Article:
Hard to believe you, December, season of evergreens, of oak leaves shriveled, but tenacious. I’ve been walking without a coat. Haven’t begun the seasonal mitten matching quest. We’re doing our part in this charade. We’ve dug root vegetables, lit the woodstove. This week, Dennis bought an ice scraper at the grocery store, just in case, though this gesture seemed apologetic. A few days ago, I bought a birdfeeder that sticks to the window, a television for the cats, I thought, and we filled it with seeds that have gone untouched ever since. The birds are too busy bathing in the puddle at the end of my neighbor’s driveway, too full of sluggish insects and winter moths to eat seeds. It’s kind of like me still wearing the kinds of shoes I can wear without socks. Winter is so long — when it finally arrives — you get tired of certain things. Foods and fashions. Why not delay the inevitable boredom, the relentless sameness of the season?
My father’s winter clothes: striped overalls over his usual work clothes (dark green Dickies, blue short sleeve shirt, crewneck sweatshirt);a hooded sweatshirt tied tight over a stocking cap; felt boots. Underneath the layers, he weighed under 140 pounds. He hated the cold. His birthday was the second, but he was an impossible man to buy for. Bags of Canada mints. Work gloves. Old Spice. And he wouldn’t feel much like celebrating.
December, you were different then. Inside, my mother changed curtains and bedspreads. She made polenta and beef stew.
Outside, cows’ coats thickened, hair sprouting over their polls like clownish toupees. The dogs moved into the hayloft at night. Some mornings, a lacework of ice in the waterbowls. Some of the barn’s broken windowpanes would be boarded up with old panelling, but as we walked past others with biscuits of hay for heifers stuck inside now, you blew at us your reminder: Yoohoo. I’m out here. You’ll miss me when January comes.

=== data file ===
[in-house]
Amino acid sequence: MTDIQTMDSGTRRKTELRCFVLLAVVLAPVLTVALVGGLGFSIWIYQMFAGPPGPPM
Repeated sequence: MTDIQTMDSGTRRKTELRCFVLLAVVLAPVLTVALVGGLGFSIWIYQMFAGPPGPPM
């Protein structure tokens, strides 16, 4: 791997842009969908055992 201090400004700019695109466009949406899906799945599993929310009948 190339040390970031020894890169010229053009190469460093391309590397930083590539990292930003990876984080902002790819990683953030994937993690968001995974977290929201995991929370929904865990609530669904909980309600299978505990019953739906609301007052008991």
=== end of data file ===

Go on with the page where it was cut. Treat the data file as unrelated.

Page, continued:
Most afternoons, I sat inside at the kitchen table doing my homework, my stomach knotted as I awaited the sound of a car down the lane, a car that would deposit one high school boy or another to do the night milking. As often as they did show up, they didn’t, and eventually, my mother would stand peering out into the darkness and say, “I guess you’d better get out there.” The short days meant getting the cows up in the dark. No electricity, god forbid, in any barn, and the freestall, where we had to drive the cows away from the new silage and up to the parlor, seemed acres away from the light bulb that burned over the house’s back door.
You wouldn’t have recognized me, December. I was too unprepared for you then, too convinced there was nothing to do against you. Inside my unlined rubber boots, my toes froze. My legs grew numb beneath my jeans and long johns. Each time I slid the barn door open to let in more milkers, my hands ached with cold, the door sticking in slushy ruts. Cows’ breath steamed windowpanes. So many of them, I dreaded counting groups. There were always so many more waiting to be tended to.
Oh, December. What we wouldn’t have given for you then. A mild month for new calves. We could have kept our sleeves rolled up and not have soaked our cuffs that froze and burned the white skin at our wrists. The cows would have lingered in their pastures and that would have been a good walk. Moonlight, mist, the illusion of spring.
But we were both very different then.
I wish I could say you had been less ominous.
I wish I could say I went uncomplainingly those nights, that I appreciated how dark the sky was there, how many stars shone over the silos. I wish I could say that I understood that those hours of working on that place and beside that man who, despite the exhaustion he must have felt, was much more liable to burst out into a Dean Martin song in the middle of milking as he was to complain about being cold and tired, would not last. But I’m a slow learner. The year concluded with you, December. This, of course, I understood, but I it didn’t make me understand how many other things were destined to end as well.